On June 17, 2014, the Colorado Supreme Court amended and readopted Colorado Rule of Professional Conduct 1.15, which, among other things, governs lawyers’ trust accounts and the COLTAF program. Under the revised Rule, lawyers are required as they have been in the past, to maintain their COLTAF accounts at Approved Financial Institutions. To qualify as an Approved Financial Institution, a bank must agree, as it has in the past, to report any overdraft to the Office of Attorney Regulation Counsel, and to respond to subpoenas issued by Regulation Counsel. Under the revised Rule, in order to qualify as an Approved Financial Institution, a bank must all agree to pay on its COLTAF accounts the highest interest or dividend rate generally available to its similarly situated non-COLTAF account holders (so-called rate comparability requirements).
Lawyers are not required to make independent determinations as to whether their banks satisfy these new comparability requirements. Once the new Rule has been fully implemented, only those banks that satisfy the comparability requirements will be on the list of Approved Financial Institutions. Lawyers need only check that list to insure their accounts are maintained at an eligible depository.
A COLTAF account is for those client funds that are nominal in amount or are expected to be held for a short period of time, and as such would not be expected to earn interest or pay dividends for such clients in excess of the reasonably estimated cost of establishing, maintaining, and accounting for trust accounts for the benefit of such clients.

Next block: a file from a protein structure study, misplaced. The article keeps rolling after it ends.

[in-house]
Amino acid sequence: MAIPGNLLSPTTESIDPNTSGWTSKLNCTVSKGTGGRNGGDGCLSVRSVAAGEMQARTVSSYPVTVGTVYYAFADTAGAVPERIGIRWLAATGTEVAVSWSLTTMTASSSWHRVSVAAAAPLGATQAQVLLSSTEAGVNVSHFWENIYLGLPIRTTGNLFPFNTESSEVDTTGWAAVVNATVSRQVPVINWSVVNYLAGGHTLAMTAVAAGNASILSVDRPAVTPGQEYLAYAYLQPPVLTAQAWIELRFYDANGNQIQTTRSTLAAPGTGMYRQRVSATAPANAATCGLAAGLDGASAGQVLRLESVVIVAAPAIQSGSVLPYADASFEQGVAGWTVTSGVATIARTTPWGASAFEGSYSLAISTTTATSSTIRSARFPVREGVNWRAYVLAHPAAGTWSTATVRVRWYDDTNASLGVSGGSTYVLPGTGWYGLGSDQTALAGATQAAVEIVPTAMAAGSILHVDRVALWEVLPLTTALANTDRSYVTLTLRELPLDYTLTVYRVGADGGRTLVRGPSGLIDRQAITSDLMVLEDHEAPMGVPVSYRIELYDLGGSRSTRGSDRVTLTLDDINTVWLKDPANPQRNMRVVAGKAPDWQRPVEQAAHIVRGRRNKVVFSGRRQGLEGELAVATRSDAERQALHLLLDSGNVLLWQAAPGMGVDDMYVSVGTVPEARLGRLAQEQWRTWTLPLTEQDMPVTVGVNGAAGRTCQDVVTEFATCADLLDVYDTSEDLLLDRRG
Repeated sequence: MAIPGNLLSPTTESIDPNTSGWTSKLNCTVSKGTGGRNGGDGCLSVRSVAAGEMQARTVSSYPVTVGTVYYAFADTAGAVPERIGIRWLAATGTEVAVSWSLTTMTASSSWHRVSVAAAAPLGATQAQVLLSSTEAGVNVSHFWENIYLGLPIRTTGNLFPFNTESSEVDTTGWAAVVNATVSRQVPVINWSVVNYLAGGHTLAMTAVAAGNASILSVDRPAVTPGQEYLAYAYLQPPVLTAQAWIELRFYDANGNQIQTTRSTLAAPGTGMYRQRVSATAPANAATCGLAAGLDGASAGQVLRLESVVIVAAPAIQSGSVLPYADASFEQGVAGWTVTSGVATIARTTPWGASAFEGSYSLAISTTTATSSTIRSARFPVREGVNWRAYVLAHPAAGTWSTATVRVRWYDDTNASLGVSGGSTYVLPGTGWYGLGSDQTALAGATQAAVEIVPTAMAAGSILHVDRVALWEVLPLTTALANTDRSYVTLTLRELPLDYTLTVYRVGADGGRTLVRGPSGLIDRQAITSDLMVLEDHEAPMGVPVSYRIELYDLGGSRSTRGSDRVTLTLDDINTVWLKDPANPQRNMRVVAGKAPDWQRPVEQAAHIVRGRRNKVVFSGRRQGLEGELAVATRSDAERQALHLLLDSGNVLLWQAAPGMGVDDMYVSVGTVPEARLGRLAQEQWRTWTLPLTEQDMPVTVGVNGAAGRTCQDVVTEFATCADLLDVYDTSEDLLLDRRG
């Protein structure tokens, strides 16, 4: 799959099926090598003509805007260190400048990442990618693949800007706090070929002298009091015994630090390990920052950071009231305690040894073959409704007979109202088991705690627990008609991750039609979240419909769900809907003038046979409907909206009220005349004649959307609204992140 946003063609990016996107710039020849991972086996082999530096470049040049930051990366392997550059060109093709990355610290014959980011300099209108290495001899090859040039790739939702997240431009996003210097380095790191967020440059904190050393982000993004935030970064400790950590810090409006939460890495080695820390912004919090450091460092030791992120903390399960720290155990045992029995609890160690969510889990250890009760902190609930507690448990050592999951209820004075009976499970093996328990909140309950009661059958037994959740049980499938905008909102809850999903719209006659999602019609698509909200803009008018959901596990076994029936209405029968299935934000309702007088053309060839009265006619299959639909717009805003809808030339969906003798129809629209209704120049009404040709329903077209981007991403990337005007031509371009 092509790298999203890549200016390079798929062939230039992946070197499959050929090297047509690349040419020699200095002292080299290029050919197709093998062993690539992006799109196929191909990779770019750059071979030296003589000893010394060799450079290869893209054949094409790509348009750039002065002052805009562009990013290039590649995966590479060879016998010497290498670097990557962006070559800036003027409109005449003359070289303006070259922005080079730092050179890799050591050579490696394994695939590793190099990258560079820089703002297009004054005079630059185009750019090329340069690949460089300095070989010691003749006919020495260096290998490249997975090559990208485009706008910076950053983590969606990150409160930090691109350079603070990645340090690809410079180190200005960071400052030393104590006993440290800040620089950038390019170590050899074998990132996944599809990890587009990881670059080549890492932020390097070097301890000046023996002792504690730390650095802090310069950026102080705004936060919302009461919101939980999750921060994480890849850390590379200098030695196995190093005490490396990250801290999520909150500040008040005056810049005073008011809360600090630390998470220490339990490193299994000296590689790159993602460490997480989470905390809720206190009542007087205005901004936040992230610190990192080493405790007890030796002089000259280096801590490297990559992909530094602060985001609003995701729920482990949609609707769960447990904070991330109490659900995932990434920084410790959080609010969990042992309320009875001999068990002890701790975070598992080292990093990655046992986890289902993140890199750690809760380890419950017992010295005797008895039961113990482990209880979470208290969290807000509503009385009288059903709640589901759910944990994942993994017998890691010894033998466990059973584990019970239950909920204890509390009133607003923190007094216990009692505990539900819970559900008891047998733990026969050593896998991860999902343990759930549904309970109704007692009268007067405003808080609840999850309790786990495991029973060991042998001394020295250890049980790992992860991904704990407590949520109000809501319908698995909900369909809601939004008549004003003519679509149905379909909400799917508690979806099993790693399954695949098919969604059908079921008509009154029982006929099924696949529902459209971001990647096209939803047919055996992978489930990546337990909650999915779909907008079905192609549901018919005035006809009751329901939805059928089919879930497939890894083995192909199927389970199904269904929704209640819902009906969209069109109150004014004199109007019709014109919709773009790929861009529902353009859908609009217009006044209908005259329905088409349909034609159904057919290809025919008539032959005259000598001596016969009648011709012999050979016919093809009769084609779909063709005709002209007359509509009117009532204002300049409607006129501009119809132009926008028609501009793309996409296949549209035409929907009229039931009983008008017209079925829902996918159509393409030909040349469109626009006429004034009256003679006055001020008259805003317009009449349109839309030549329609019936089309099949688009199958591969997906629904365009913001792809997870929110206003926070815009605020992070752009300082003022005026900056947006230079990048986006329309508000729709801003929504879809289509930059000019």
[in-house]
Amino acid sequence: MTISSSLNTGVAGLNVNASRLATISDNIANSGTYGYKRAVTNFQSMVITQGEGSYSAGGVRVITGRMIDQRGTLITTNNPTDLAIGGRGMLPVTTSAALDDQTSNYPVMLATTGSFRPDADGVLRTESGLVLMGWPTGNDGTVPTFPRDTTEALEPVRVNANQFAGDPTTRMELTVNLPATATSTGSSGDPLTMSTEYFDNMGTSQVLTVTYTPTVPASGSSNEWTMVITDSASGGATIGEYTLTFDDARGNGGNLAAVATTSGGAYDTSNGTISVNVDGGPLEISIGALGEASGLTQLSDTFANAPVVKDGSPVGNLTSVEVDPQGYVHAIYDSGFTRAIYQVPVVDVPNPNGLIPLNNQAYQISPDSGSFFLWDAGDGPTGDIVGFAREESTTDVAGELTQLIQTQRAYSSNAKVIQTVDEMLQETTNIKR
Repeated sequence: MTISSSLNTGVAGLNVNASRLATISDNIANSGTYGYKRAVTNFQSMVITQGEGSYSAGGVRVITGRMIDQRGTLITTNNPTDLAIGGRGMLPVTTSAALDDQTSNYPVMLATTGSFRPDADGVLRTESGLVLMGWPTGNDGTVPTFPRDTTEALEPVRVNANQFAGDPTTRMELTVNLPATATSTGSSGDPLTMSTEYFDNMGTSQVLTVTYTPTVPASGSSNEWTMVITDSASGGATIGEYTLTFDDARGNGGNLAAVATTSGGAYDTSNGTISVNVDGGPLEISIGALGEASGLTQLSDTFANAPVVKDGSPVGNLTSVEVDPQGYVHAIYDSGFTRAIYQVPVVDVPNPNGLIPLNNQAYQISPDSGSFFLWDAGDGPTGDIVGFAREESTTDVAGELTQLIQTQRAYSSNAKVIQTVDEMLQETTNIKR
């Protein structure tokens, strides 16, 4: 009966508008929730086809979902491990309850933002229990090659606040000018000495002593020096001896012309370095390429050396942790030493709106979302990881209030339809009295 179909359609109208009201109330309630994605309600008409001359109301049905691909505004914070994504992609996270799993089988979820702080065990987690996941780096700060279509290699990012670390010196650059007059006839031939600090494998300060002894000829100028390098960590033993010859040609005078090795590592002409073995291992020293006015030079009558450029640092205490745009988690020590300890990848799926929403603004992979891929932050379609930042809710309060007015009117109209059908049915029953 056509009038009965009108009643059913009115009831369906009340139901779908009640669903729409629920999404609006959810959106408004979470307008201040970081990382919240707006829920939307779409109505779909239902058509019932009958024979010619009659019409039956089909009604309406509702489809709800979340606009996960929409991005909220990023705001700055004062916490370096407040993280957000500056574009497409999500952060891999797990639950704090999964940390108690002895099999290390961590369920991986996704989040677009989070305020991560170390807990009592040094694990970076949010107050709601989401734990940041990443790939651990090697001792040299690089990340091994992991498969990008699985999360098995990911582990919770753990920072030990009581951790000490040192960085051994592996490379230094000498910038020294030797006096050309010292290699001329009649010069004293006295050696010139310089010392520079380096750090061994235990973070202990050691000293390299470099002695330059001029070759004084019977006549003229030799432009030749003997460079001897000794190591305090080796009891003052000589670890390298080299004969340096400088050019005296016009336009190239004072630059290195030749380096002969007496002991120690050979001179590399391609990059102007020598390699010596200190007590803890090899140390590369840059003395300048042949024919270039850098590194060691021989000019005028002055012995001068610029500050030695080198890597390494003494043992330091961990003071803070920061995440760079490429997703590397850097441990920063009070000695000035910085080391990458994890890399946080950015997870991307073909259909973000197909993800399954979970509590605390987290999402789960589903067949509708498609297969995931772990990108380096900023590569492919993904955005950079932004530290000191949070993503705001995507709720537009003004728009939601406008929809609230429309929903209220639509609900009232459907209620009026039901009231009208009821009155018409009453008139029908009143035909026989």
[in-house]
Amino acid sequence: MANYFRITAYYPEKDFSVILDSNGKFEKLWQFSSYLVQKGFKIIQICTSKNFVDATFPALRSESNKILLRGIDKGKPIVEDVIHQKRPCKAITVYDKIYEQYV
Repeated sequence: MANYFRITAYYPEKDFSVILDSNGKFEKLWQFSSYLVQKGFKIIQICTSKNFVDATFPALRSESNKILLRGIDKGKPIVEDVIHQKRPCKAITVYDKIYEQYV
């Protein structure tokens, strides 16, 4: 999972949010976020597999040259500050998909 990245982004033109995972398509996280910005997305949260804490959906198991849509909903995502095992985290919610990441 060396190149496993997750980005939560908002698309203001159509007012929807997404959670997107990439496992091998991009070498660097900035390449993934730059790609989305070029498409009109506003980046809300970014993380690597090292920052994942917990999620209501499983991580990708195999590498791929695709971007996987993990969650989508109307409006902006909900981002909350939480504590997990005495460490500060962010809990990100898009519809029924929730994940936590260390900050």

If a lawyer or a law firm discovers that client funds have mistakenly been held in a COLTAF account in a sufficient amount or for a sufficiently long time so that interest or dividends on the funds exceeds the reasonably estimated cost of establishing, maintaining, and accounting for a trust account for the benefit of such client, the lawyer or law firm should request a refund from COLTAF for the benefit of such client. Click here for COLTAF’s refund procedure.
Click here for a COLTAF Enrollment Form (the form you should give to your bank, authorizing it to establish your COLTAF account).
Lawyers are required to certify their compliance with Rule 1.15 each year on their annual Attorney Registration Statement.
FDIC Insurance Coverage for IOLTA Accounts
The standard FDIC deposit insurance amount is $250,000 per depositor at each separately-chartered insured depository institution. IOLTA accounts typically hold deposits for multiple clients, and under the rules the insurance coverage “passes through” to each client’s share of the account for up to $250,000 per client.
Scams Directed at Colorado Lawyers
There are continuing reports of scams (via e-mail, the internet, or otherwise) directed at Colorado lawyers, many of which potentially involve their COLTAF accounts. Don’t fall victim to these schemes. For more information, go to http://www.cobar.org/index.cfm/ID/21934